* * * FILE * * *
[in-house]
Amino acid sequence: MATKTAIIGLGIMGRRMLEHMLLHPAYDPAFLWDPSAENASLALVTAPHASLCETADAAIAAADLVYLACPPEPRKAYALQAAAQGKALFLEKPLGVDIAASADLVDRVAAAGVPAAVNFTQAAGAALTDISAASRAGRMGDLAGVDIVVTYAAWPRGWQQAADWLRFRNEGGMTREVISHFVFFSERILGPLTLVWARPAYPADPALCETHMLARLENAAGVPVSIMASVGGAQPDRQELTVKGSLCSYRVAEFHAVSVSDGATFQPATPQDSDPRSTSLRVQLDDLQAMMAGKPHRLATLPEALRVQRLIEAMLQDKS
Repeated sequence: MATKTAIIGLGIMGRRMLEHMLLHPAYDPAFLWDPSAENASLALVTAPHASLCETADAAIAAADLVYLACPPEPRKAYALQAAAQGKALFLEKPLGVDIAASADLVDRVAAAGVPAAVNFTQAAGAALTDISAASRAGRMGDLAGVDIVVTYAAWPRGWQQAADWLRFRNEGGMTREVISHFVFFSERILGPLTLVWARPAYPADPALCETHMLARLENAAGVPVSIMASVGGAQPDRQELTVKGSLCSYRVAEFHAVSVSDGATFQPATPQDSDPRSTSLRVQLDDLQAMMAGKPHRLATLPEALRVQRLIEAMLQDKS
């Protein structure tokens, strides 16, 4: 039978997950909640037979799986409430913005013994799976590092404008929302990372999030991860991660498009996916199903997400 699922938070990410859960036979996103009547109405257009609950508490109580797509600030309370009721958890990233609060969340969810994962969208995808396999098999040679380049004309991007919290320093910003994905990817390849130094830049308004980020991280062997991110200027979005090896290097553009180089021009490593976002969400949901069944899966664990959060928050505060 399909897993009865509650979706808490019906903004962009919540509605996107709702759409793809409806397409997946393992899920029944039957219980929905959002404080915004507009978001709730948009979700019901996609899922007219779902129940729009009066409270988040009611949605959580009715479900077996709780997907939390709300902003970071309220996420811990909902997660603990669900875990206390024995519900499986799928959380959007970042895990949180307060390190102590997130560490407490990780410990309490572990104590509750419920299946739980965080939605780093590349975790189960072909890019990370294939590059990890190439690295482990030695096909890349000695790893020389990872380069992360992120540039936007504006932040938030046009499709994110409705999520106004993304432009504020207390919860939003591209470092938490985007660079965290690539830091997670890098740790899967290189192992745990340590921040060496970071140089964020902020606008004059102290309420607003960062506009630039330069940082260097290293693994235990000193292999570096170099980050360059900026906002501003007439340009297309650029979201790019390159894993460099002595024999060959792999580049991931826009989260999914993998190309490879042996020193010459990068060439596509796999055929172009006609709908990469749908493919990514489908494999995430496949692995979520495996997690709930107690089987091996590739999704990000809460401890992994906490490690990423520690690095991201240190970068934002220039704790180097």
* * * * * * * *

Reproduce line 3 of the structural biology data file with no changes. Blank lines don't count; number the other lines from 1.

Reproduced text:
Repeated sequence: MATKTAIIGLGIMGRRMLEHMLLHPAYDPAFLWDPSAENASLALVTAPHASLCETADAAIAAADLVYLACPPEPRKAYALQAAAQGKALFLEKPLGVDIAASADLVDRVAAAGVPAAVNFTQAAGAALTDISAASRAGRMGDLAGVDIVVTYAAWPRGWQQAADWLRFRNEGGMTREVISHFVFFSERILGPLTLVWARPAYPADPALCETHMLARLENAAGVPVSIMASVGGAQPDRQELTVKGSLCSYRVAEFHAVSVSDGATFQPATPQDSDPRSTSLRVQLDDLQAMMAGKPHRLATLPEALRVQRLIEAMLQDKS